The sun sets much earlier these days and we've been enjoying taking advantage of the unseasonably warm temps here in NYC. While wondering when the full-blown wave of chilly weather will hit, families like ours have been playing it safe by social distancing, quarantining, and getting tested in hopes of carving out some quality time with loved ones near and far. Excitedly, we figured we'd share our experience with the 2020 Toyota Sequoia TRD Pro and some of our recent local day trips with the fam, to inspire your next adventure!
Disclosure: This post is written in partnership with Toyota USA, our review of the Sequoia TRD Pro is 100% honest and our own.
Not all modes of travel are considered equal in terms of perceived safety during this crazy pandemic. As New Yorkers, families have become less comfortable with traveling on the MTA systems despite how much cleaner they seem to be these days. Mike and I have commuted via train a few times while standing for the entire forty-five minute or a longer commute. We'd end up Lysol spraying every inch of our body from our apartment hallway all in hopes of not bringing home the virus.
We've spent a good chunk of our time renting cars once or twice a month for weekends at a time just so our family of four, my sissy, and nephew could get out of Queens for some fresh air outdoors. Honestly, pre-pandemic I never really understood the big deal about owning a car within the city until the Coronavirus hit and I started to feel trapped in our apartment and missed seeing my parents on a weekly basis. Add on the idea of not being able to just pop in our car and pick up the family in the midst of any civil unrest or even crazier a zombie apocalypse (we've been watching a lot of Fear of the Walking Dead) and for a few months now I've been considering purchasing our own ride.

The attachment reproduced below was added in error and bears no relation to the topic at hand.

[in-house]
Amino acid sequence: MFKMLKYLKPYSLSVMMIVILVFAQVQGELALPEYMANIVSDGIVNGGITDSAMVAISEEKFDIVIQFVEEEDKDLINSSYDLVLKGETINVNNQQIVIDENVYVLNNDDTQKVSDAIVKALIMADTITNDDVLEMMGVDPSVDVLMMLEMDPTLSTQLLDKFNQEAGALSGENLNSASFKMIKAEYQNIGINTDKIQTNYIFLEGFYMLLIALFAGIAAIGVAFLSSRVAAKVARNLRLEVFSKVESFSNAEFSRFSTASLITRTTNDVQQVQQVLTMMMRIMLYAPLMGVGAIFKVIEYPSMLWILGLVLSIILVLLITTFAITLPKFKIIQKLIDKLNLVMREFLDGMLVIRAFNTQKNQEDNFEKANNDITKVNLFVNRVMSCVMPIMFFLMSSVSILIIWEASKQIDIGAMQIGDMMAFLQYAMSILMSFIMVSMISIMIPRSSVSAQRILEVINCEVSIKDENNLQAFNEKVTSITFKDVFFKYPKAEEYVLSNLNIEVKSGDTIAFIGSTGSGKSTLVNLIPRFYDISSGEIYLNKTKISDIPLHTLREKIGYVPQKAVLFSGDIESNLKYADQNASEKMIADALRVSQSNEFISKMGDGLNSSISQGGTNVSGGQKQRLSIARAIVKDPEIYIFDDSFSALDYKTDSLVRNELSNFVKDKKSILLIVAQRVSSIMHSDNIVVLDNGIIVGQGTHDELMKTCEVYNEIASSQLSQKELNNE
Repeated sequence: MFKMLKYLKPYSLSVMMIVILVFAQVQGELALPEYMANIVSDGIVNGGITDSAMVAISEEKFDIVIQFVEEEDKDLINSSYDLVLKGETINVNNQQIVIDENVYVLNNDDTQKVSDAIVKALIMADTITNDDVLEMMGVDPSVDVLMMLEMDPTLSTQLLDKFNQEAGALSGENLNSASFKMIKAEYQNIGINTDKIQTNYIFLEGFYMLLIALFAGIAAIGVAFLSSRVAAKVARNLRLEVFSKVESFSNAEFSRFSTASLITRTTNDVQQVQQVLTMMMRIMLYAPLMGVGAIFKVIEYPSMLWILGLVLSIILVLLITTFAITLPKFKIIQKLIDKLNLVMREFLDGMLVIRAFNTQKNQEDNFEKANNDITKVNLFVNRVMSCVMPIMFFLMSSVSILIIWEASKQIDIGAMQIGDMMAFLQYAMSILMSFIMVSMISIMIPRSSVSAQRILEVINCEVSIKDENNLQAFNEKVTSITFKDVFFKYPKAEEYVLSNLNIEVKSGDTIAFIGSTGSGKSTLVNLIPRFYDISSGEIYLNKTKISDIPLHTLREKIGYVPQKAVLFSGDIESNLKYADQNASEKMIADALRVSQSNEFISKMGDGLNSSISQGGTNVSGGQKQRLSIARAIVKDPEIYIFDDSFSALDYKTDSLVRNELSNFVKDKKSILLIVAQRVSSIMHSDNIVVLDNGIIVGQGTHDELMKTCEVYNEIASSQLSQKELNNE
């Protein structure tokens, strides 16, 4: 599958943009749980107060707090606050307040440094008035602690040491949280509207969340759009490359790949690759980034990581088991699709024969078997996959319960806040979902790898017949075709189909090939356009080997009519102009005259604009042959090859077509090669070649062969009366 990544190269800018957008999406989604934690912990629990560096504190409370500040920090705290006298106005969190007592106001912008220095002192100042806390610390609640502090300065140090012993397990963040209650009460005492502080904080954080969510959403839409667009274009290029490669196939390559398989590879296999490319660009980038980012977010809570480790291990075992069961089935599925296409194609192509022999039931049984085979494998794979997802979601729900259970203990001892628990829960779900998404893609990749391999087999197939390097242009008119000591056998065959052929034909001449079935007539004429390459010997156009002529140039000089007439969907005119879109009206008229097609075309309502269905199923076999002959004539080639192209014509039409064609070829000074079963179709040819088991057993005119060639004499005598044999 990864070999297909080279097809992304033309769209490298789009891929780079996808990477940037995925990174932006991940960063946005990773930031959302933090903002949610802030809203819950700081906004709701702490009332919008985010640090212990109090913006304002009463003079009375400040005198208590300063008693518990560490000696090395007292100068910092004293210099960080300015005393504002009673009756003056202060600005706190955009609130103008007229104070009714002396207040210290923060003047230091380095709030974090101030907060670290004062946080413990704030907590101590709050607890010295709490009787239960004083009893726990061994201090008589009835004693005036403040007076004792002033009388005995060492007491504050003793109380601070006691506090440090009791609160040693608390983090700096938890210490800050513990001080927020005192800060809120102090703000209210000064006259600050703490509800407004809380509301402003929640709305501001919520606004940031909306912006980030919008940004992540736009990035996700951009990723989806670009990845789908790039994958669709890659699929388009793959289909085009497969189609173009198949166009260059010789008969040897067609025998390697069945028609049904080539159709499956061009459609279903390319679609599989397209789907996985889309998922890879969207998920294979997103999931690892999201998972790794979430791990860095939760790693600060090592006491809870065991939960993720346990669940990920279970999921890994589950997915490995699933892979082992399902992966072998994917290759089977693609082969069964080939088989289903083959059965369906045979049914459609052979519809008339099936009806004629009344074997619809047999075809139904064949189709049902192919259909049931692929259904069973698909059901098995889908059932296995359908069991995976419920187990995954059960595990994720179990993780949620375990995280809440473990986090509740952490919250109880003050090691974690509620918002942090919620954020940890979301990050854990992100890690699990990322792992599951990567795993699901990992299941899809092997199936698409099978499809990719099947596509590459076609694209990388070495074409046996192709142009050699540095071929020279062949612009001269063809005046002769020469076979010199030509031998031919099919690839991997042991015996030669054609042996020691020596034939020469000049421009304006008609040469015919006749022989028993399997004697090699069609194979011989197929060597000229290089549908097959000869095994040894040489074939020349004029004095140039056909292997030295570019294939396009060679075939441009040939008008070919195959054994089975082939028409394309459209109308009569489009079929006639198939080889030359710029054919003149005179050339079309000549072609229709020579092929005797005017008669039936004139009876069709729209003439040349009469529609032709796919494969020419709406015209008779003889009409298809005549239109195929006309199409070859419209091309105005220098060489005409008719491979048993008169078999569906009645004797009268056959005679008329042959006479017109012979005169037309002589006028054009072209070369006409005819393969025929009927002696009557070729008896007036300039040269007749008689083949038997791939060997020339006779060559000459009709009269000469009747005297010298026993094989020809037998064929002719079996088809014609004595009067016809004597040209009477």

Those within multigenerational families are looking to protect their elders and loved ones with chronic illnesses while still being able to stay active, enjoy family experiences, and travel together, safely! Between my chronic autoimmune disease and our parent's pre-existing conditions, it's only made sense for us to start test driving a few vehicles as we reconsider the need to have our own.
The Pros and Cons of the Toyota Sequoia TRD Pro
Named for California’s majestic redwood trees, the Toyota Sequoia has always been about family adventure. Now, for 2020, those adventures can be enjoyed farther off the beaten path with the first-ever Sequoia TRD Pro. Mike immediately named her 'Beastly" because it's truly one massive, full size SUV.
Ultimately we've been searching for vehicles that would not only fit our family of four, but that could comfortably seat our parents and extended family when needed. With my husband being the only one with a driver's license, and the grandparents recently retired we figured having a larger ride would allow us the space to bring them along on a few road trips in the tri-state area.